In the “wild smalltown drama” tradition of Shohei Immamura’s The Eel and Takashi Miike’s The Happiness of the Katakuris, debuting director Daihachi Yoshida’s Funuke… is a quirky feast of fun.
Broadly played, but never stumbling into pantomime mugging, it switches between melodrama, chuckles and unnerving madness during a swift, eventful 112 minutes.
Teasing out character jealousies and bitterness in well-placed flashbacks, the film has a memorably self-deluding monster in Sumika (Sato), a pretty no-talent actress who has spent four fruitless in Tokyo and races back for the inheritance before her parents’ mangled bodies have cooled.
Sumika has an old score to settle with younger wallflower step-sister Kiyomi (Satsukawa), a talented artist who years earlier put her sisters shriekings into a horror comic that then swept the town.
Attempting to keep the peace is Sumika’s step-brother, the brusque Shinji (Nagase), who spends his time joylessly belittling his uber-happy wife Machiko (the excellent Nagasaku).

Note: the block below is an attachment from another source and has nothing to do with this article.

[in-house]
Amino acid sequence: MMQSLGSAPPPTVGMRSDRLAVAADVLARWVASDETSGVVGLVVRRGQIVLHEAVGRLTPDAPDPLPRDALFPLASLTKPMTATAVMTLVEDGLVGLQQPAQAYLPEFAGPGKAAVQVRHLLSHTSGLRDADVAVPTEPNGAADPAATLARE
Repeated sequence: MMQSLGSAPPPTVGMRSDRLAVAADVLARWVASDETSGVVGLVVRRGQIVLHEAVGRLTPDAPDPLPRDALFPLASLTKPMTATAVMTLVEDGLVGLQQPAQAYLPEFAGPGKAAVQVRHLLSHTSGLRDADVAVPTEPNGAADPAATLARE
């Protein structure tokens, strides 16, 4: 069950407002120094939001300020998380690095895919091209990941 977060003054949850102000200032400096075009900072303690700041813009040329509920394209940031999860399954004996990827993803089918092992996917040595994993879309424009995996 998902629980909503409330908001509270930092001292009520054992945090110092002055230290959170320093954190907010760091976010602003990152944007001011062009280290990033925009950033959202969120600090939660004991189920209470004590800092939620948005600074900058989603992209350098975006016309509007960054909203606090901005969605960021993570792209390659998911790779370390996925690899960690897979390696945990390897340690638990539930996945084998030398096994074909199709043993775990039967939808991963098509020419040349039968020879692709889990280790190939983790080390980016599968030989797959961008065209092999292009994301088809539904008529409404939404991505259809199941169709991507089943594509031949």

As Sumika waits for the money to arrive, she strikes up a penpal friendship with a famous film director, who promises her the lead in his new movie…
Yoshida’s greatest trick here is persuading the audience Funuke... isn’t a horror movie. Machiko’s unwavering good cheer in the face of a near blinding soup incident or Sumika’s recollection of the world’s worst audition guarantee laughs.
But, in this isolated village with no mobile phone reception, the family are subject to Sumika’s rage, Shinji quietly fumes as long kept promises come to light, and Machiko fashions creepy child-substitutes from straw and buttons. And Kiyomi is being lured once more to the biographical delights of horror comics.
Crisply shot with visual flourishes punctuating the unfussy direction, despite a lack of carnage, this is an accomplished and impressive depiction of some absolute barnpots. Those who like their laughs lightly flavoured with ash should check it out.